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                                            Doesn’t the issue also apply to your phone’s webcam/microphone, or do you use an external device for that too?

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                                              Obviously it’s different, as I’m never using those devices on the laptop, but I’m often using those devices on my smartphone. Handling cam/mic on the smartphone requires a different approach.

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                                            I’m in the “doesn’t hurt to cover the camera camp”. I run mostly Macs and prefer the SpiShutter: https://www.spishutter.com/collections/spishutter-product/Spishutter

                                            They also work on some newer PC models. They look better than a sticker and make it easy to show the camera for when you need to take a video call.

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                                              People who cover cameras on their computer but not on their phones are fucking hilarious.

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                                                People who cover cameras on their computer but not on their phones

                                                I don’t take business meetings over my telephone. I regularly take business meetings from my laptop. A few years ago, the network connection dropped during a video conference with my office. After maybe 20 minutes — by the time I had forgotten about the meeting — the network came back up and the video conference software automatically rejoined me with video, broadcasting my half-naked girlfriend at the time giving me a neck-rub to the entire office.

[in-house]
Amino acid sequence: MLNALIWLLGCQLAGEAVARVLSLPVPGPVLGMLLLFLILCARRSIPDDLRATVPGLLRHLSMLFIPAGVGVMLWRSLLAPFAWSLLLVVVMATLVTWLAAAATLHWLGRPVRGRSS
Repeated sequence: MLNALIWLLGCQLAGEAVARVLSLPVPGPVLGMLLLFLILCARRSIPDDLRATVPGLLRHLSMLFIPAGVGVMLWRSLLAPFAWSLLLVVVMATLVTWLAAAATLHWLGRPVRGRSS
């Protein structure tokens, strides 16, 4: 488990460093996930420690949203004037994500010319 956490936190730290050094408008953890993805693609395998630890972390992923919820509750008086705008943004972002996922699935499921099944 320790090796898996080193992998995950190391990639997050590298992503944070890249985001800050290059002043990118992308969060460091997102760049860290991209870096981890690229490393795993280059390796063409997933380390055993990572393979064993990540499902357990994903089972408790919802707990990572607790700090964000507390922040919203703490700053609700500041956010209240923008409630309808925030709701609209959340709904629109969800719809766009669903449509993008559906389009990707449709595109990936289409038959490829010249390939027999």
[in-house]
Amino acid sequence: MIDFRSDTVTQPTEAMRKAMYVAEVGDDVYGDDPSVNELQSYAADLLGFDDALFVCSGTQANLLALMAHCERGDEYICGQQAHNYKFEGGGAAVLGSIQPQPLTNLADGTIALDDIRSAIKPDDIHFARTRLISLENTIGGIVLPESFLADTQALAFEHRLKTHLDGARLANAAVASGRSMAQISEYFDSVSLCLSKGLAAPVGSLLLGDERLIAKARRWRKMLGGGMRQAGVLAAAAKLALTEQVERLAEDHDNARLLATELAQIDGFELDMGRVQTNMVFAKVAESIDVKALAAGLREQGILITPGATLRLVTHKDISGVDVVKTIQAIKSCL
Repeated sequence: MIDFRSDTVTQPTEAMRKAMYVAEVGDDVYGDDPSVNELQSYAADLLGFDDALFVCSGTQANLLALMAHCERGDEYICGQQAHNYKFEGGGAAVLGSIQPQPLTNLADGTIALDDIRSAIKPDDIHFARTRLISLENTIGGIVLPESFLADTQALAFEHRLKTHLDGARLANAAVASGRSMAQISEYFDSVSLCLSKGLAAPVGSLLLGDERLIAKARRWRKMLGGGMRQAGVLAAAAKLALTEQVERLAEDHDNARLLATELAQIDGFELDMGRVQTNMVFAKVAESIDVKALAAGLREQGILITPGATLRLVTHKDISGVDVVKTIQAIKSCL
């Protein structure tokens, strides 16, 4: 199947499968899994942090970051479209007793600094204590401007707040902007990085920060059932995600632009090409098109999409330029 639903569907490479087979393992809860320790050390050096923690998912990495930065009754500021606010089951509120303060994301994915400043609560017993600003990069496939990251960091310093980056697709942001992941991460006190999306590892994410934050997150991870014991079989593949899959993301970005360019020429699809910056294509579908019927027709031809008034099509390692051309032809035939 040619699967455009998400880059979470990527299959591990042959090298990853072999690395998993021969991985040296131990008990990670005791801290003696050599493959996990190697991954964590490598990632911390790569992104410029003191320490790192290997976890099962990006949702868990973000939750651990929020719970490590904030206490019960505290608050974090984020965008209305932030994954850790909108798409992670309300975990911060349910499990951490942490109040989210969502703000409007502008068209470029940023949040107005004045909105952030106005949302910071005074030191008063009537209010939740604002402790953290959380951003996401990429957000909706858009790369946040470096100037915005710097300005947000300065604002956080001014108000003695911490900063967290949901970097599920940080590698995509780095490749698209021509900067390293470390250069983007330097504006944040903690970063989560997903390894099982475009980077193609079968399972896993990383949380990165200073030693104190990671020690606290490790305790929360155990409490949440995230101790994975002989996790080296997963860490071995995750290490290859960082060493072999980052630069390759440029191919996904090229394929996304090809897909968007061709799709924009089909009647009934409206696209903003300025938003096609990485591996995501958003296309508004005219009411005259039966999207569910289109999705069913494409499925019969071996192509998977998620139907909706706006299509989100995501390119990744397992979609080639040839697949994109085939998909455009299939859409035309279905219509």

That’s my threat model.

                                                are fucking hilarious.

                                                Glad someone finally noticed! 😁

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                                                  The audio and data are probably more interesting to attackers in that threst model. Old solution was pulling the battery out. Harder with smartphones now.